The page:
Since my last blog I have ridden over 1000km, taking me along the South Downs way to Dover and down the Western Front of the First World War. The weather has continued to try its hardest to dampen my spirits, with each day bringing both severe headwind and rain.
From Portsmouth I followed the South Downs Way to Dover, stopping in many seaside resort towns, including Brighton and Eastbourne. When I researched the trip I was expecting an ‘easy’ ride along this stretch, but the incessant headwind made it far from a pleasant flat ride. At times it took a lot of imagination… to battle the wind as I passed two long military rifle ranges I imagined I was in hot pursuit from armed thugs! The gunfire took me all the way to Dover, my last destination in England. It was during this coastal route that I tried WarmShowers for the first time – a special thanks to Matt, Kim and Antony for kindly hosting me in Worthing and Dover. Antony also gave me some extra cycling shoe covers which would be crucial for the rain to come in France and Belgium.
For my video of France and Wales click here.
A moment off the bike in Brighton, with the West Pier on the horizon
One of my main reasons for moving from Australia to England was to experience Europe in all its summer glory. After the success of my Northern England ride, I quickly devised another trip. This time the journey would span over five weeks, taking me over 2500km from England through France, Spain and into Portugal.
On arriving to the port of Portsmouth I was feeling confident after Cadel Evans had finally won the Tour de France for Australia. I was feeling even more buoyant after surviving the commute through the chaotic traffic of London, bouncing off numerous red buses on my way from Kings X to Waterloo stations. Once in Portsmouth I found myself taking my first swim in an English beach, soaking up the warm salty sea while the teenagers looking after my bike hoped in vain that I would buy them alcohol. In the evening I found myself a scenic camp spot perched along the medieval walls of Southsea Castle.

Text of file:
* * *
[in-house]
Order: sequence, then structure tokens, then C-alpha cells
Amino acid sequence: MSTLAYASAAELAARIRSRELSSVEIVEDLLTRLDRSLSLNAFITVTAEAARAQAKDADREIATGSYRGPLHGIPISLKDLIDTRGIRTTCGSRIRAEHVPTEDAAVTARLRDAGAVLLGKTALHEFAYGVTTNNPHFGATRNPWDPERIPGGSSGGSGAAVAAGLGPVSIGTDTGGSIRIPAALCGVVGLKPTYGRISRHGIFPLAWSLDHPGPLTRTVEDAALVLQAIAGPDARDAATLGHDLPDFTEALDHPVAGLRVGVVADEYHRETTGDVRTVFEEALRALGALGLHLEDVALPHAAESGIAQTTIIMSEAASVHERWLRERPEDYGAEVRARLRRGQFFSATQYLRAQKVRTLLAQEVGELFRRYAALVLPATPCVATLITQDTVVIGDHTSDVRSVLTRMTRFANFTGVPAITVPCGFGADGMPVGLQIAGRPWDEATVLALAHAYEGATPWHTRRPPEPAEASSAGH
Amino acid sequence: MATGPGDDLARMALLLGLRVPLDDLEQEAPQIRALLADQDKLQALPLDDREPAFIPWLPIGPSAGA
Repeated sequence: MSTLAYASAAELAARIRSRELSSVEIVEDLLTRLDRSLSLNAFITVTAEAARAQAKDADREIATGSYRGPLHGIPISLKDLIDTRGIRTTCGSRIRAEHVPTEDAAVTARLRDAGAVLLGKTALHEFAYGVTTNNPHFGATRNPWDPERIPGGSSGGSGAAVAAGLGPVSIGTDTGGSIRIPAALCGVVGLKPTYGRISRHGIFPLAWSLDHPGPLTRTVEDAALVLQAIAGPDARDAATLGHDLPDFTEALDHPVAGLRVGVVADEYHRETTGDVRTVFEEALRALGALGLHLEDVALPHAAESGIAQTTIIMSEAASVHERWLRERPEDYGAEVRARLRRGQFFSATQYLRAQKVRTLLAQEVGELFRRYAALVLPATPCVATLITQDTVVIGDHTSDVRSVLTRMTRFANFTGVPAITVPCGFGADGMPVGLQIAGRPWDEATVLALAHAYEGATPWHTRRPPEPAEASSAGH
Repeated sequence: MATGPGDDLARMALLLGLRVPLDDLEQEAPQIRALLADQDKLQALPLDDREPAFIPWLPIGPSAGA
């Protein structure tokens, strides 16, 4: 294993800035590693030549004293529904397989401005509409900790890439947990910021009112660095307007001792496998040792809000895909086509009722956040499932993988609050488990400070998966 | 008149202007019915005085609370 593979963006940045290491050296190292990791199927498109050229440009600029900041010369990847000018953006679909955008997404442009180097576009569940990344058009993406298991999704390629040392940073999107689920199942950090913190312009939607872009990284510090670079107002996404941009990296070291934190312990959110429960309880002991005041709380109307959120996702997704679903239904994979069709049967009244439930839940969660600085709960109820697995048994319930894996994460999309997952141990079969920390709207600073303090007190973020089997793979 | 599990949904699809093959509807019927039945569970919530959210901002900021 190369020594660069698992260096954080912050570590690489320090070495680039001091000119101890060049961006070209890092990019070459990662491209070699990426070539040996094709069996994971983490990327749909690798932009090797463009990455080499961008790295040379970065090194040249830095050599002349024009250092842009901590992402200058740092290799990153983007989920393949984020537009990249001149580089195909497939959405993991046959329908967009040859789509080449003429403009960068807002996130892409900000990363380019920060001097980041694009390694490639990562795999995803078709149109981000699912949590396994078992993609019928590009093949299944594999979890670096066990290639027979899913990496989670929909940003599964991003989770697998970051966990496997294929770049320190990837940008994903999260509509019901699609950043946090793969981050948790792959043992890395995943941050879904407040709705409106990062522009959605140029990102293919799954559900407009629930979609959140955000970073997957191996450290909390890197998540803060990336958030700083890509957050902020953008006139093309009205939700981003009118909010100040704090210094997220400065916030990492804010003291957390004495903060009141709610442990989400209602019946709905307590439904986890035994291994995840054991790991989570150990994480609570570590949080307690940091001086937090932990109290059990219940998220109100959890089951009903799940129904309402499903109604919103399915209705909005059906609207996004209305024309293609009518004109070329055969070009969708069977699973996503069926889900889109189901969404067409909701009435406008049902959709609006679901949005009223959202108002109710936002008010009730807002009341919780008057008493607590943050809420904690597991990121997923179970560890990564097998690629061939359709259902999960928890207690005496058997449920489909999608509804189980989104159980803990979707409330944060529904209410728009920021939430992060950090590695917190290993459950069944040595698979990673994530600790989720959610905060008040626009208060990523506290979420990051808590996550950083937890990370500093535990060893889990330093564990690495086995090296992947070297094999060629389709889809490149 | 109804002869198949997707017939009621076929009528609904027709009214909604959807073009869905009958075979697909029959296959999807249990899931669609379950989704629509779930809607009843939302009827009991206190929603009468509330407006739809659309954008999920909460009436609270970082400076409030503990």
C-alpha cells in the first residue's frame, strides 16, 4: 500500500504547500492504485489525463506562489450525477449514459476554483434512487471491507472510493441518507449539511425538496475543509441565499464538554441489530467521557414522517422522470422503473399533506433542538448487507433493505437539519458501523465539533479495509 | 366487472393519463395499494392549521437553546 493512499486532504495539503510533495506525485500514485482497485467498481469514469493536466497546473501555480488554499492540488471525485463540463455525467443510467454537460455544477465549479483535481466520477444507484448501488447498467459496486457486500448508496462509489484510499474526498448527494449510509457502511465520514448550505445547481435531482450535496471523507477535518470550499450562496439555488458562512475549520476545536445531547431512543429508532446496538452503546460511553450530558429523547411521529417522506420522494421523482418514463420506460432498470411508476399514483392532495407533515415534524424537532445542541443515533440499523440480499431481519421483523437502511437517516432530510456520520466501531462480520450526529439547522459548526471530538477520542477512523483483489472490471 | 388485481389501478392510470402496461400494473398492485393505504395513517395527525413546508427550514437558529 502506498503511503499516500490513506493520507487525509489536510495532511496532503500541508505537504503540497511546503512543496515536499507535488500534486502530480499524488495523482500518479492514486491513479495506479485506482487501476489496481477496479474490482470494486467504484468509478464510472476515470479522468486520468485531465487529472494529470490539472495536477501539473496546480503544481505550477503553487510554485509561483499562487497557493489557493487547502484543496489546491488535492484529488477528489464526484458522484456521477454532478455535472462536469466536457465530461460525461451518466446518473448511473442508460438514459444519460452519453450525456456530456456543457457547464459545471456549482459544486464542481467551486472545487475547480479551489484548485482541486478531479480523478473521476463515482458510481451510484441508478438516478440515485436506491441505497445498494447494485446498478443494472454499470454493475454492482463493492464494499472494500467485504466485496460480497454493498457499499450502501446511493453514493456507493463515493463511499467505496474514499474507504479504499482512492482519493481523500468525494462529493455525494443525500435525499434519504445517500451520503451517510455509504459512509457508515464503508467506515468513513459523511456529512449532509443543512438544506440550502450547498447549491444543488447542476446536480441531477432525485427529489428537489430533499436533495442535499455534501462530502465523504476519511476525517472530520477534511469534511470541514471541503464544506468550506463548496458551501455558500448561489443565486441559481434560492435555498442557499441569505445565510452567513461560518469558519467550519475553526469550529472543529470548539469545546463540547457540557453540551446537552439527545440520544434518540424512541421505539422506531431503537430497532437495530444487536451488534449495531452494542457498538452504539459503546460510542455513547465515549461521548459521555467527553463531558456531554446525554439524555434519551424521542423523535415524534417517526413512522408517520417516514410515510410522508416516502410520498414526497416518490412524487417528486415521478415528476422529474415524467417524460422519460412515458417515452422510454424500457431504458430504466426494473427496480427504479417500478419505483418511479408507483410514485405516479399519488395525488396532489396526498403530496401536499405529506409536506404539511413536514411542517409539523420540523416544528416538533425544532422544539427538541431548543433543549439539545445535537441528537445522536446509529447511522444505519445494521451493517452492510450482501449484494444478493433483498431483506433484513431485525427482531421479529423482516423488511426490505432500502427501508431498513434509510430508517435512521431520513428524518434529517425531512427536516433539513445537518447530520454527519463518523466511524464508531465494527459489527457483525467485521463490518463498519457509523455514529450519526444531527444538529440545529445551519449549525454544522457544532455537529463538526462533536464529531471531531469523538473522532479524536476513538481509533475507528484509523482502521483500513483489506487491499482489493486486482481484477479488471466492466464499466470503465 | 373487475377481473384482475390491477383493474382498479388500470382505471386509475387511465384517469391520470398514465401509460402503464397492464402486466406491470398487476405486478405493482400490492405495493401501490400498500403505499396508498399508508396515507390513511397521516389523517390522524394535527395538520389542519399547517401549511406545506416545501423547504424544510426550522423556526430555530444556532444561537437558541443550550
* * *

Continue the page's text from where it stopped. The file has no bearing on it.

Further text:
The following morning the Norman Arrow took me across the channel to Le Havre. The frantic roads coming out of the port city were made up by a lunch stop in the gorgeous historical harbour of Honfleur. I was buzzing as I peddled through the rolling hills of Normandy. I managed to reach Pegasus Bridge before sunset, where the US 101st Airborne Division captured the strategic site on the eve of D-Day. As I set up my tent I started chatting to an inquisitive French fisherman, whose disbelief at my journey was matched by myself when he gave me his fish for dinner!